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How not to fund a police force

Motorists behaving badly? Then ticket them, but don't do it for profit

Gold Hill's municipal court judge wonders whether the city might be trying to support its police department by writing more tickets.

Gee ' you think?

The total value of Gold Hill citations soared from &

36;1,683 heard in September to &

36;8,048 heard this month. As of last week, the total for November's court session stood at &

36;10,558, and the month wasn't even half over.

That alone should raise suspicions, but Police Chief Dean Muchow removed all doubt in his September department report, in which he discussed hiring a third officer:

A way to finance this officer, and also help pay for gas, citation books and other forms, would be through traffic and ordinance citations, Muchow wrote.

That certainly seems like an open-and-shut case.

— But Muchow wasn't finished. He helped the City Council draft an amendment to city law to increase the city's share of citation fees.

Under state law, the city must impose a unitary assessment for each violation and send that portion of the fine to the state. The amount of the assessment is set by the Legislature for each type of violation, and the state uses the money for specific purposes related to criminal justice.

Needless to say, funding a third officer for the Gold Hill Police Department is not high on the state's list of priorities.

Gold Hill's city attorney wisely advised the city to continue paying unitary assessments to the state and to revoke the new ordinance.

A police chief has no business drafting city ordinances. And the prospect of a city setting out to support its police department by writing citations is an open invitation for abuse.

If unsafe driving is really a problem, by all means, issue more citations. But don't hire an officer whose salary depends on traffic fines.

A simple solution For the first time in 50 years, chinook salmon are showing up in rural Lake Creek, thanks to a common-sense ' and relatively inexpensive ' reconstruction of a fish ladder in Eagle Point.

The new fish ladder on Little Butte Creek allows salmon to easily skirt a diversion dam at the Butte Creek Mill. Previously, fish had to navigate a two-jump ladder that often was impassable in the low-water conditions of September and October, the peak time for migrating salmon.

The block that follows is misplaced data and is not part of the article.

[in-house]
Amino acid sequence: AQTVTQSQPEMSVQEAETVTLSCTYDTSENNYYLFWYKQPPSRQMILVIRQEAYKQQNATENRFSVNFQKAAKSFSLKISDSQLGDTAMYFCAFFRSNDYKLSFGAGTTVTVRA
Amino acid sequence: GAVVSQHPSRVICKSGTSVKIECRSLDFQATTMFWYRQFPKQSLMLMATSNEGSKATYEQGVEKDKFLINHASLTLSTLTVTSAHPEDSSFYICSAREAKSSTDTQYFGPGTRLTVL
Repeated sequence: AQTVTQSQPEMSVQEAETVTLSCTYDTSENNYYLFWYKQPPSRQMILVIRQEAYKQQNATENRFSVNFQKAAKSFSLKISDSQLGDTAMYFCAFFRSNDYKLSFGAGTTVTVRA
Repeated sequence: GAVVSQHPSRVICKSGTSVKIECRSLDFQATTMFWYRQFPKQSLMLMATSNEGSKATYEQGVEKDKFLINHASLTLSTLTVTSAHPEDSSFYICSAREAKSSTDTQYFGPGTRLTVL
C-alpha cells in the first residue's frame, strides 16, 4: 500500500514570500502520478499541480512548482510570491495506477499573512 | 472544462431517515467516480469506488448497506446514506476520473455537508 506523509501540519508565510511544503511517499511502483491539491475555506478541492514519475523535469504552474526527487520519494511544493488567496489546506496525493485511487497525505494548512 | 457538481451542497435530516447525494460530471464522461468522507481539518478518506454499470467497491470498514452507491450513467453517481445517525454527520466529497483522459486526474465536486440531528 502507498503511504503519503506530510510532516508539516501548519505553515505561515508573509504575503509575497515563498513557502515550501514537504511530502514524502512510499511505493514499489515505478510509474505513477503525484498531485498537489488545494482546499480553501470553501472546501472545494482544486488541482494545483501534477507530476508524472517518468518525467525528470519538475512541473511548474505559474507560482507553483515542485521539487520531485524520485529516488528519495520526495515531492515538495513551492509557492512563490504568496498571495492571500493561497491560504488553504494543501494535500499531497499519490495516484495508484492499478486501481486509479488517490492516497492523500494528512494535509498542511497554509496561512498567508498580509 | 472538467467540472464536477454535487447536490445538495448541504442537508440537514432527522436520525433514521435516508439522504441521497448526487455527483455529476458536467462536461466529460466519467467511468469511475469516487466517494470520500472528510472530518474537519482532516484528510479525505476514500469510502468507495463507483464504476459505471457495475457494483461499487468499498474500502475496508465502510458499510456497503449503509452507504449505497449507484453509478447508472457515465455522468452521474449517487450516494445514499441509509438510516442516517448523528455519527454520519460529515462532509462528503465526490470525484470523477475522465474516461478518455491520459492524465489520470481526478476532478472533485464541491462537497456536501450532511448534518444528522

The beauty of this project, much of which was completed with volunteer help, is that it greatly expands the spawning grounds of one of the Rogue River's main tributaries and does it for the relatively paltry sum of &

36;250,000.

Now, &

36;250,000 is real money to most of us, but when it comes to improving fish migration, it's not much. Elsewhere along the West Coast, federal managers, environmentalists and dam-dependent businesses and farmers spend that much every time a fisheries lawyer clears his throat.

Most of the money for the project came from Pacific Power, as part of a mitigation requirement related to work being done on the Rogue River. The Oregon State Police and the state Department of Fish and Wildlife helped coordinate the project along with volunteers from, among other places, the Little Butte Creek Watershed Council.

And it was work well done. Now maybe they could take a crack at the Columbia River?

Correction

Eighty-five applications for a Measure 37 exemption have been approved and eight rejected by Jackson County. A total of 189 applications have been filed in Jackson County. An editorial in Sunday's Mail Tribune gave an incorrect number of approvals.